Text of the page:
Actions to reduce greenhouse gas (GHG) emissions often reduce co-emitted air pollutants, bringing co-benefits for air quality and human health. Past studies1–6 typically evaluated near-term and local co-benefits, neglecting the long-range transport of air pollutants7–9, long-term demographic changes, and the influence of climate change on air quality10–12. Here we simulate the co-benefits of global GHG reductions on air quality and human health using a global atmospheric model and consistent future scenarios, via two mechanisms: a) reducing co-emitted air pollutants, and b) slowing climate change and its effect on air quality. We use new relationships between chronic mortality and exposure to fine particulate matter13 and ozone14, global modeling methods15, and new future scenarios16. Relative to a reference scenario, global GHG mitigation avoids 0.5±0.2, 1.3±0.5, and 2.2±0.8 million premature deaths in 2030, 2050, and 2100. Global average marginal co-benefits of avoided mortality are $50–380 (ton CO2)−1, which exceed previous estimates, exceed marginal abatement costs in 2030 and 2050, and are within the low range of costs in 2100. East Asian co-benefits are 10–70 times the marginal cost in 2030. Air quality and health co-benefits, especially as they are mainly local and near-term, provide strong additional motivation for transitioning to a low-carbon future.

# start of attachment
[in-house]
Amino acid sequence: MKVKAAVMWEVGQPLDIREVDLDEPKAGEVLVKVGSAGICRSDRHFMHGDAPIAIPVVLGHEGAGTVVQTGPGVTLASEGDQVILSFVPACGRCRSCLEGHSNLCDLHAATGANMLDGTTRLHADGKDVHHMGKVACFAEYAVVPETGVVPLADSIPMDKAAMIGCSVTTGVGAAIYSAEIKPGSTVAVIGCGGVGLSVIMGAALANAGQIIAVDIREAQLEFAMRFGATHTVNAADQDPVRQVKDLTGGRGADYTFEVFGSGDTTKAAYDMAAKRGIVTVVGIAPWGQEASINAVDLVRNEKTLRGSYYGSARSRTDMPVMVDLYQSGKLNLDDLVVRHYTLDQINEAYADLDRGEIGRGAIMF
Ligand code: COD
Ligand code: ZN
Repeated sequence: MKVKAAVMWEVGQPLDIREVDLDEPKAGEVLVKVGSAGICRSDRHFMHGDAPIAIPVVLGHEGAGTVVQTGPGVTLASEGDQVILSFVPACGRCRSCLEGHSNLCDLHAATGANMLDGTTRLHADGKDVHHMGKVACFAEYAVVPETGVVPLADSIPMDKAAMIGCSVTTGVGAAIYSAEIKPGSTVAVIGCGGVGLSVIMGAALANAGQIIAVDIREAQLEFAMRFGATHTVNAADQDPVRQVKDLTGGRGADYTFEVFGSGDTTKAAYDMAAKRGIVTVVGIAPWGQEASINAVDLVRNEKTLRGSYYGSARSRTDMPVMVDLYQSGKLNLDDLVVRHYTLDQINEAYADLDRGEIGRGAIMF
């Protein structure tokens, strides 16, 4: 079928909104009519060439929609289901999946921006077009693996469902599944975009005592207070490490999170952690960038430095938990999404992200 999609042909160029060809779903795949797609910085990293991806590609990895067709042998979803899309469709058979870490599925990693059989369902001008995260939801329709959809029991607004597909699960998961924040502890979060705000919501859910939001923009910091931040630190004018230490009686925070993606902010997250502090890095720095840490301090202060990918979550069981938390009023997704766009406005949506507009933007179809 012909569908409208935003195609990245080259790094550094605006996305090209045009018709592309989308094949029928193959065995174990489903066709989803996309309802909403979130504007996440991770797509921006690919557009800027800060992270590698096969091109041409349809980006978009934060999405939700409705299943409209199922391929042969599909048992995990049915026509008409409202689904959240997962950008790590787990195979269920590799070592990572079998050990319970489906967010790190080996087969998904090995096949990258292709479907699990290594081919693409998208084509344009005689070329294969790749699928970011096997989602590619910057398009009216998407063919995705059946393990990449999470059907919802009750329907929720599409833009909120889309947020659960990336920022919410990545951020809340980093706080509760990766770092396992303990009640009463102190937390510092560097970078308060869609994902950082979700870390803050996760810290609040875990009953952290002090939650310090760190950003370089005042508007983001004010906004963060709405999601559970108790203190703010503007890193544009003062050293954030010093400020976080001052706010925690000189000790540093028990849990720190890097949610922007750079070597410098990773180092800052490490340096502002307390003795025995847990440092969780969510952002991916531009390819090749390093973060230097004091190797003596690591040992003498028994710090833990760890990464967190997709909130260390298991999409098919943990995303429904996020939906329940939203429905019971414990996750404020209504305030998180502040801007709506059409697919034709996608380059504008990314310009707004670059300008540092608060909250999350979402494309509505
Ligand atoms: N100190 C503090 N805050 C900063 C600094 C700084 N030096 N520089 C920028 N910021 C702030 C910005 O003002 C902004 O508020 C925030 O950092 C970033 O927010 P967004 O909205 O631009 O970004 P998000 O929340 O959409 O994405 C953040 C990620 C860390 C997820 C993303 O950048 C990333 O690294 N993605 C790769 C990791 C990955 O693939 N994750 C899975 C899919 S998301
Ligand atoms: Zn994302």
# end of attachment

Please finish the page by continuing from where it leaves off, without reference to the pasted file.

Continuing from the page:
PMCID: PMC4051351  PMID: 24926321
12.  Alterations in oestrogen metabolism: implications for higher penetrance of familial pulmonary arterial hypertension in females 
The European respiratory journal  2009;34(5):1093-1099.
Mutations in bone morphogenetic protein receptor type 2 (BMPR2) cause familial pulmonary arterial hypertension (FPAH), but the penetrance is reduced and females are significantly overrepresented. In addition, gene expression data implicating the oestrogen-metabolising enzyme CYP1B1 suggests a detrimental role of oestrogens or oestrogen metabolites. We examined genetic and metabolic markers of altered oestrogen metabolism in subjects with a BMPR2 mutation.
Genotypes for CYP1B1 Asn453Ser (N453S) were determined for 140 BMPR2 mutation carriers (86 females and 54 males). Nested from those subjects, a case–control study of urinary oestrogen metabolite levels (2-hydroxyoestrogen (2-OHE) and 16α-hydroxyoestrone (16α-OHE1)) was conducted in females (five affected mutation carriers versus six unaffected mutation carriers).
Among females, there was four-fold higher penetrance among subjects homozygous for the wild-type genotype (N/N) than those with N/S or S/S genotypes (p=0.005). Consistent with this finding, the 2-OHE/16α-OHE1 ratio was 2.3-fold lower in affected mutation carriers compared to unaffected mutation carriers (p=0.006).